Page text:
West Law Report

Further allegations can be heard on appeal

Posted in Times Law Report by mrkooenglish on September 3, 2008

From The TimesAugust 29, 2008

Further allegations can be heard on appeal
Queen’s Bench Division
Published August 29, 2008

Joyce v Secretary of State for Health
Before Mr Justice Goldring
Judgment August 1, 2008

Where a care worker challenged a finding of misconduct which had resulted in her being placed by the Secretary of State for Health on a list of those considered unsuitable to work with vulnerable adults, the Care Standards Tribunal was entitled, on appeal, to consider allegations of misconduct not entertained by the secretary of state, provided it acted fairly.

Mr Justice Goldring so stated in the Queen’s Bench Division when dismissing an appeal by Mrs Sini Joyce, a registered general nurse who worked in a private nursing home for dementia patients, against a decision of Judge Pearl, President of the Care Standards Tribunal, on February 19, 2007.

The president decided that the tribunal was not limited to considering one allegation of misconduct referred to by her employer on her appeal under section 86(3) of the Care Standards Act 2000 against her inclusion by the secretary of state on the list of individuals unsuitable to work with vulnerable adults. Mr Jamie Carpenter for Mrs Joyce; Mr Jonathan Moffet for the secretary of state.

MR JUSTICE GOLDRING said that the issue was the construction of “misconduct” in section 86(3) of the 2000 Act and whether it was without any limitation once the case was on appeal before the tribunal.

The purpose of the legislation was clear: to protect vulnerable people. The application of the legislation had very serious consequences for care workers. Proceedings must be fair. The wording of section 86(3) was clear and on its face unequivocal. Misconduct was not said to be limited or qualified in any way.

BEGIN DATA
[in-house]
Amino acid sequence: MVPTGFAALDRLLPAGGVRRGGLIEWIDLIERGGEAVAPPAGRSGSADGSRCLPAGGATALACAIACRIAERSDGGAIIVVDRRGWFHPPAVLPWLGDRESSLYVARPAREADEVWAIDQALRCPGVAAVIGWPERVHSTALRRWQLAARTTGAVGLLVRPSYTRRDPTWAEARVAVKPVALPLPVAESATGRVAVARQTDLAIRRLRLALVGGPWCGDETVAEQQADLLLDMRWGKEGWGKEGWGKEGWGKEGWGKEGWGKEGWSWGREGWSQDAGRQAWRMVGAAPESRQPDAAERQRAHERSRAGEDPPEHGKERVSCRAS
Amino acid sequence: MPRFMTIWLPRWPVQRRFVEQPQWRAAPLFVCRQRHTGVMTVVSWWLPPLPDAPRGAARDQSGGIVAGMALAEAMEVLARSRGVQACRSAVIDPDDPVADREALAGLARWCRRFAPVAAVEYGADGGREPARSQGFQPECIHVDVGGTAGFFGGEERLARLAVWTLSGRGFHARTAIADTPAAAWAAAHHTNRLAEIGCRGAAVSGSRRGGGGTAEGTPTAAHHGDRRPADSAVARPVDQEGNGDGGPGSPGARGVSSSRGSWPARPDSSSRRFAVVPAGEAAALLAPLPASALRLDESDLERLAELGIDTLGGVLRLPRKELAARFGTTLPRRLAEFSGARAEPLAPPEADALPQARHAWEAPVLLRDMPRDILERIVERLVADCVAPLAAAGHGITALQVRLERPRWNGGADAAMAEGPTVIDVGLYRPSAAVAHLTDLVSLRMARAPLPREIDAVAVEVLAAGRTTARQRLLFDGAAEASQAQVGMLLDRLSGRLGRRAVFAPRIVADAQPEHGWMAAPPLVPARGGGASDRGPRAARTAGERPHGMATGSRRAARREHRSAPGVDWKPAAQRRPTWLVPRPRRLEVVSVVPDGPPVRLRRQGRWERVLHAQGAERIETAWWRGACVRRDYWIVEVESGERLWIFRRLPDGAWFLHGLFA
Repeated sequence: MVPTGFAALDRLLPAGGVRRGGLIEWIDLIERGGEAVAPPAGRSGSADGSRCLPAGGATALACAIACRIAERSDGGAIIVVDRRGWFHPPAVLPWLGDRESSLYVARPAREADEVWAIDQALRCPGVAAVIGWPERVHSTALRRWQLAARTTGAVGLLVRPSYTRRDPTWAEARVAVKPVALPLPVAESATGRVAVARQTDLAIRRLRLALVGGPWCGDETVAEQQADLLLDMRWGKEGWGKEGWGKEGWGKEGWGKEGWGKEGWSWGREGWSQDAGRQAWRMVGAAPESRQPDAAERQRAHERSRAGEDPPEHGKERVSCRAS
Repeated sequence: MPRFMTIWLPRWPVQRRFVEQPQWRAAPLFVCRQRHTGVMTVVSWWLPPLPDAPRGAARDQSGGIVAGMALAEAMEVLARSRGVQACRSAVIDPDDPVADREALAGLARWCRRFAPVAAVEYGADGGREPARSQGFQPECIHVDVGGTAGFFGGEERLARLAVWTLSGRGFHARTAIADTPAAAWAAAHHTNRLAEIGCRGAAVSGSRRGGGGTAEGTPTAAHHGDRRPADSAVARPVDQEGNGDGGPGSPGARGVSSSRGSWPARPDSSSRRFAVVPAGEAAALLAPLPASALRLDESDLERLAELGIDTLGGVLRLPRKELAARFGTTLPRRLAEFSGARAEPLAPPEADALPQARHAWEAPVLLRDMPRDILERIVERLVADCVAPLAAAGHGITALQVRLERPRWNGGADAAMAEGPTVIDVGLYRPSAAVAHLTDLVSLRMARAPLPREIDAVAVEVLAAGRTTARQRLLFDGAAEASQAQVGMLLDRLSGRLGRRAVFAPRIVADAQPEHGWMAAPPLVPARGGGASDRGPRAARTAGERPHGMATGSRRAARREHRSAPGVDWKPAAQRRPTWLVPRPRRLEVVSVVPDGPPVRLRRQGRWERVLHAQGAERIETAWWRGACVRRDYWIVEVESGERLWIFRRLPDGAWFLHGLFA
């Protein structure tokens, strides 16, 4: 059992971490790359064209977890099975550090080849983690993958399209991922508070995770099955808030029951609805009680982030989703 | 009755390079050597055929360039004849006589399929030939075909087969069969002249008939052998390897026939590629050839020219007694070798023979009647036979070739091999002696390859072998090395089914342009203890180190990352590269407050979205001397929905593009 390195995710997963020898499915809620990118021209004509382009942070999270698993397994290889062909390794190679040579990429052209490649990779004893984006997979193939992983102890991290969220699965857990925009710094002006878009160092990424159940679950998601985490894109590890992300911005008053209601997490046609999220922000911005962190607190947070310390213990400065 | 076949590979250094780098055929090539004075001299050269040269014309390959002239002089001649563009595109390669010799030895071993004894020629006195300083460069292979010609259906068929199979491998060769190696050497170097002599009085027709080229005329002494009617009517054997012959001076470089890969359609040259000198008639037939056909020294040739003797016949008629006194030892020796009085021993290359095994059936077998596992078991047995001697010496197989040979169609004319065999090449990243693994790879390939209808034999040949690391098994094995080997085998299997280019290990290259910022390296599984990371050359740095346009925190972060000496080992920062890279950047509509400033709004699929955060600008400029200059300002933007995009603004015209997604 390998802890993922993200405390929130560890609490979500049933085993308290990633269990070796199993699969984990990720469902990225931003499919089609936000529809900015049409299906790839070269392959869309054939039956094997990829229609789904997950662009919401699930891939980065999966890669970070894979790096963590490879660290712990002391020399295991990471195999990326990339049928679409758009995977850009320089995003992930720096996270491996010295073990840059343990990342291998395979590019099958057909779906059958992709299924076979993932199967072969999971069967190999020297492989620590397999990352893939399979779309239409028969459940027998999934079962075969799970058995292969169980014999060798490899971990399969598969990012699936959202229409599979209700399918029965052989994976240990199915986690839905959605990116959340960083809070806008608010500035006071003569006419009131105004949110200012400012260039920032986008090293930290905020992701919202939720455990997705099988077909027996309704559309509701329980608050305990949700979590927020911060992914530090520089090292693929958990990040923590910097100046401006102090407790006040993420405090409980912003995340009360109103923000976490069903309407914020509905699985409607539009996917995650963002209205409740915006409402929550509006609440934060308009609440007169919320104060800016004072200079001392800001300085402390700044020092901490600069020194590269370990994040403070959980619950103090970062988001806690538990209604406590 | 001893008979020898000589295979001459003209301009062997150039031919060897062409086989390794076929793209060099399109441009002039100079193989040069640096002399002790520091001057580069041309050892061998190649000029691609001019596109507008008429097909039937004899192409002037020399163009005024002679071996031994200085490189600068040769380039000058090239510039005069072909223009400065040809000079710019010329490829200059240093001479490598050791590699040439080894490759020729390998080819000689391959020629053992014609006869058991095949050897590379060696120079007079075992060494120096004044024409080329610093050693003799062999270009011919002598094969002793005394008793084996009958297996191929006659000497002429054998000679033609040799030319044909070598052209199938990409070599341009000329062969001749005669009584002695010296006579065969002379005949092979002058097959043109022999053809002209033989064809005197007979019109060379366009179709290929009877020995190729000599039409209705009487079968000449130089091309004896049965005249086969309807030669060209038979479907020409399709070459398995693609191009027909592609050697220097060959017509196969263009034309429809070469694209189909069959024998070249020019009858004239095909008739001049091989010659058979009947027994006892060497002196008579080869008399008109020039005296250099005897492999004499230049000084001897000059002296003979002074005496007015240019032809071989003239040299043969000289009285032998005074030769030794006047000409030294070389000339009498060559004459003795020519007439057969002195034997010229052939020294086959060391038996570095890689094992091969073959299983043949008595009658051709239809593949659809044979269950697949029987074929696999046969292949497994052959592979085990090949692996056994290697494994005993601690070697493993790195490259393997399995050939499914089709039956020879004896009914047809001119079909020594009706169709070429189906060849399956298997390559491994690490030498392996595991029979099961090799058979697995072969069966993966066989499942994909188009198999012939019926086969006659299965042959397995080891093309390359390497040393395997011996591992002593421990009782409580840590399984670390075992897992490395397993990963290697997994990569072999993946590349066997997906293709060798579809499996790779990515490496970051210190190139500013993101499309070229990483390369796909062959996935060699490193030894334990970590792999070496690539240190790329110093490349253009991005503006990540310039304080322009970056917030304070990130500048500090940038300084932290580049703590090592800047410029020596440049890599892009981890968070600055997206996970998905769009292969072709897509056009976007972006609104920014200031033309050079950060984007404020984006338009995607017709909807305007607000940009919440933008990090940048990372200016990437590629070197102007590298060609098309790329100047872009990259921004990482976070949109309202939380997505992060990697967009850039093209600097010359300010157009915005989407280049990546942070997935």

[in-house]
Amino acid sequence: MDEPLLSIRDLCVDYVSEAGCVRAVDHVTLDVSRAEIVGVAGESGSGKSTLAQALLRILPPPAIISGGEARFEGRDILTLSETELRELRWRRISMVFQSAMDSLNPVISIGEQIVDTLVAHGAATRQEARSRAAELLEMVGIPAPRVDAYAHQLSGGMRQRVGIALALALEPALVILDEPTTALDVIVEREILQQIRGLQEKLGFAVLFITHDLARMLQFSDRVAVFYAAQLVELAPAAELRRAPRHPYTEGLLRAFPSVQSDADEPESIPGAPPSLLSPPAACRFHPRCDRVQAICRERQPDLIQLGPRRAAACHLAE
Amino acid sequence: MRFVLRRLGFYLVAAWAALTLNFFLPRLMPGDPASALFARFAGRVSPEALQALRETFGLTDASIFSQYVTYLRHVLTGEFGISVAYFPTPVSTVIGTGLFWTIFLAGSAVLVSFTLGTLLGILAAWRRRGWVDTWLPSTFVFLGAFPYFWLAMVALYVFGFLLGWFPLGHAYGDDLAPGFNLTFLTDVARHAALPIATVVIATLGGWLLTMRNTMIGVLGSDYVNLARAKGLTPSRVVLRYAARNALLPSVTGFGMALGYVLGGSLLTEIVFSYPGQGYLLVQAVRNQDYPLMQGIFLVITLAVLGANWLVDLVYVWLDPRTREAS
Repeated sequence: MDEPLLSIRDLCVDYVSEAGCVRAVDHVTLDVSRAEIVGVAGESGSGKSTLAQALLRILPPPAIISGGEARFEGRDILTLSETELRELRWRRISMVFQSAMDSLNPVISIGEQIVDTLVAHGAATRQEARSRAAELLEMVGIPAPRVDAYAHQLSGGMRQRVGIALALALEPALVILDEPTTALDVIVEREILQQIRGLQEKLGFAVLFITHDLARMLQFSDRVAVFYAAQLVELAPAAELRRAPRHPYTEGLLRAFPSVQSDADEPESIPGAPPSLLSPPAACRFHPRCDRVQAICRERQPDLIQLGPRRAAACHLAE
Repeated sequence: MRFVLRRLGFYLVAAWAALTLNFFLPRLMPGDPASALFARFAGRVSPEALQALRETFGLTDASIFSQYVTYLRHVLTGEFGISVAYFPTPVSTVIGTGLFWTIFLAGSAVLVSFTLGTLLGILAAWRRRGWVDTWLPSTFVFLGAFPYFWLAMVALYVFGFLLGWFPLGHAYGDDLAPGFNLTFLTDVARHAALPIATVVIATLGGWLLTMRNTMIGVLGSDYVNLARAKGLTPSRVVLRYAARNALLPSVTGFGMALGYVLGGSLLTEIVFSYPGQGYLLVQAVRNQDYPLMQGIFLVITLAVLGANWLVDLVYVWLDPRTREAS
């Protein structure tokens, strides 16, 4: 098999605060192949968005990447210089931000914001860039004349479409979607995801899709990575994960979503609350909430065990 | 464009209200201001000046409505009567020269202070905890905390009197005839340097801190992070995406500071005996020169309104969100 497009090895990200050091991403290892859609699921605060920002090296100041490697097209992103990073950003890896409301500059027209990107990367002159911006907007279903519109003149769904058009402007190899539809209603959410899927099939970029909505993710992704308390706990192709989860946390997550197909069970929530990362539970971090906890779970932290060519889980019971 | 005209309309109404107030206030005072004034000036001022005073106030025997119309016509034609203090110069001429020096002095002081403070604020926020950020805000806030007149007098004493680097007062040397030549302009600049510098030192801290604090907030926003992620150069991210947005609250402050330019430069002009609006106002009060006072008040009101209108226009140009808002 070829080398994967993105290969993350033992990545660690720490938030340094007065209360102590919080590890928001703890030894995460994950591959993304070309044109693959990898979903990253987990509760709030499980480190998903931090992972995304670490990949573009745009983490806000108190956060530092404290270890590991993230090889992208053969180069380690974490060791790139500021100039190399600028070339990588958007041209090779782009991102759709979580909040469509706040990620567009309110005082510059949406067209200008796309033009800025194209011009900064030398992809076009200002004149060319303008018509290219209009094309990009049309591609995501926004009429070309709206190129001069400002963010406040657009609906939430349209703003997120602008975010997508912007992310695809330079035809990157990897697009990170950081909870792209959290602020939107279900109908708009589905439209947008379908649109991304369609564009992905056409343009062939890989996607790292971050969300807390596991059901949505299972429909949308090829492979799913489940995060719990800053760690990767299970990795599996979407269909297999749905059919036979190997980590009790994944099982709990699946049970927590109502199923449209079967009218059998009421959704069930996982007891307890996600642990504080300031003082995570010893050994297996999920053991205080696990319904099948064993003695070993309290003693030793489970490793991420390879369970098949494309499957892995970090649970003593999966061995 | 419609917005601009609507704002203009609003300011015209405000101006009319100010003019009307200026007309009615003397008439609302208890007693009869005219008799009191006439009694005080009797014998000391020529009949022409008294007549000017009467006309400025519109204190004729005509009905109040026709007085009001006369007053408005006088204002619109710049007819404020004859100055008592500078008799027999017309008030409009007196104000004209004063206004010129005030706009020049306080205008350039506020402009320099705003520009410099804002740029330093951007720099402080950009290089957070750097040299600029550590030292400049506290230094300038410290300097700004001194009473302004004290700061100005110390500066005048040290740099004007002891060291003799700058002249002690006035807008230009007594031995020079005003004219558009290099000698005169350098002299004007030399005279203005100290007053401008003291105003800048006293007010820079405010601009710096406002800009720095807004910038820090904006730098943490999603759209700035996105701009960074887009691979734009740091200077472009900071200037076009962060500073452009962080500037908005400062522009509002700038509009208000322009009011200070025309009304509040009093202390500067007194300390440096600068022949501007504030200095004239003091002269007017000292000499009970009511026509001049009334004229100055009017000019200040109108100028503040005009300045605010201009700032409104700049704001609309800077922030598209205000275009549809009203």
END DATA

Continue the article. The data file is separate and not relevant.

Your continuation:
The statutory scheme envisaged three stages: the reference by the provider/employer over which the secretary of state had no control; the secretary of state’s review of that reference; and any possible appeal against the listing.

As a matter of common sense, it might only be when an appeal was prepared that evidence of other misconduct came to light. It was desirable that the evidence was considered by the tribunal and at one hearing.

It was necessary to have regard to the true nature of the appeal proceedings under section 86(3) when deciding the allegations of misconduct it might hear.

The care worker was appealing the fact that she had been listed. The tribunal had to decide whether she had so conducted herself as to justify being listed. Its role was different from that of the provider and the secretary of state in reviewing the information sent by the provider.

For the first time, the facts said to justify listing were fully ventilated. Evidence was called and witnesses cross-examined. The tribunal had a wide discretion in its conduct of its proceedings and had an overriding duty to act fairly. It could control proceedings so that allegations of misconduct could not be raised unfairly.

Solicitors: Mr Richard Bernhard, Westminster; Solicitor, Department of Health.

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